July 24, 2023 – A recent report by the World Health Organization (WHO) declared that the artificial sweetener aspartame is “possibly carcinogenic,” but the research leading to that conclusion is unclear—so consuming aspartame to help with weight management is still reasonable, according to experts at Harvard T.H. Chan School of Public Health.
Evaluating existing research, WHO reclassified aspartame as possibly leading to cancer—but did not change its recommendation for acceptable daily intake of the sweetener. Additionally, in response to the WHO report, the U.S. Food and Drug Administration said that aspartame is safe to consume at currently recommended levels.
In a July 14 NPR article, Frank Hu, Fredrick J. Stare Professor of Nutrition and Epidemiology, said that the cancer risk of aspartame has not been well studied because it is hard to measure the exact amounts of sweetener that people consume. He also said that studying aspartame’s link with rare cancers such as liver cancer would require “hundreds of thousands of people, perhaps millions of people to be followed and to obtain sufficient statistical power to get reliable answers.”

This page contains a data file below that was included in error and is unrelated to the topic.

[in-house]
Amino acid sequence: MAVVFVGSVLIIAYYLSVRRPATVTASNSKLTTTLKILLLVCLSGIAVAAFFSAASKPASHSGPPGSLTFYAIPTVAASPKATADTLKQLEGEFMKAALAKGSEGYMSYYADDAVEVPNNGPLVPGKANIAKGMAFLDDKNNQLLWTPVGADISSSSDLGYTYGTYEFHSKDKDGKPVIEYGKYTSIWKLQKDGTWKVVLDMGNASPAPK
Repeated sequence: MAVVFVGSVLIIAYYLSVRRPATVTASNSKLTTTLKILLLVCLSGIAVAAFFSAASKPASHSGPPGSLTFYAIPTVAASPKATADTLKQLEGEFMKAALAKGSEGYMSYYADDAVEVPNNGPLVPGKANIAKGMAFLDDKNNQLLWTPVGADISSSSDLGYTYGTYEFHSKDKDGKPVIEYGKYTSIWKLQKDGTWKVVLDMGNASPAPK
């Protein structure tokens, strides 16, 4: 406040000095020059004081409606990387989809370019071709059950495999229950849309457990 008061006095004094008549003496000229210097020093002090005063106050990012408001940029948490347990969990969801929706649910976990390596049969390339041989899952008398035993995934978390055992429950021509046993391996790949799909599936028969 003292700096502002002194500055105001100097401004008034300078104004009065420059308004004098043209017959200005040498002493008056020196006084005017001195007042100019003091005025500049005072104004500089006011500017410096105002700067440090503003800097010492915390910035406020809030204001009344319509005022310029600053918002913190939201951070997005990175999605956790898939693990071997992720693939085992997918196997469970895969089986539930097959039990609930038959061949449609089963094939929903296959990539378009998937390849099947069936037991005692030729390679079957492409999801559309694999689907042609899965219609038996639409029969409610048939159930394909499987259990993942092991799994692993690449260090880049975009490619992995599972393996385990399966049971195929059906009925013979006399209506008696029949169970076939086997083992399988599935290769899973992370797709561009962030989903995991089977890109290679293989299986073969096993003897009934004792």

Consuming aspartame in certain situations, such as drinking aspartame-containing diet sodas to help control weight, still makes sense, said Walter Willett, professor of epidemiology and nutrition, in a July 13 NPR article. Because sugary drinks can increase the risk of obesity and type 2 diabetes, “For people who are presently consuming diet soda, the worst possible decision would be to switch to regular sugar-sweetened soda,” he said. He added that while the best beverages for daily consumption are water, coffee, and tea, diet soda can help people transition from drinking sugar-sweetened sodas.
Read or listen to the July 13 NPR article: WHO says aspartame is a ‘possible carcinogen.’ The FDA disagrees
Read the July 14 NPR article: What you need to know about aspartame and cancer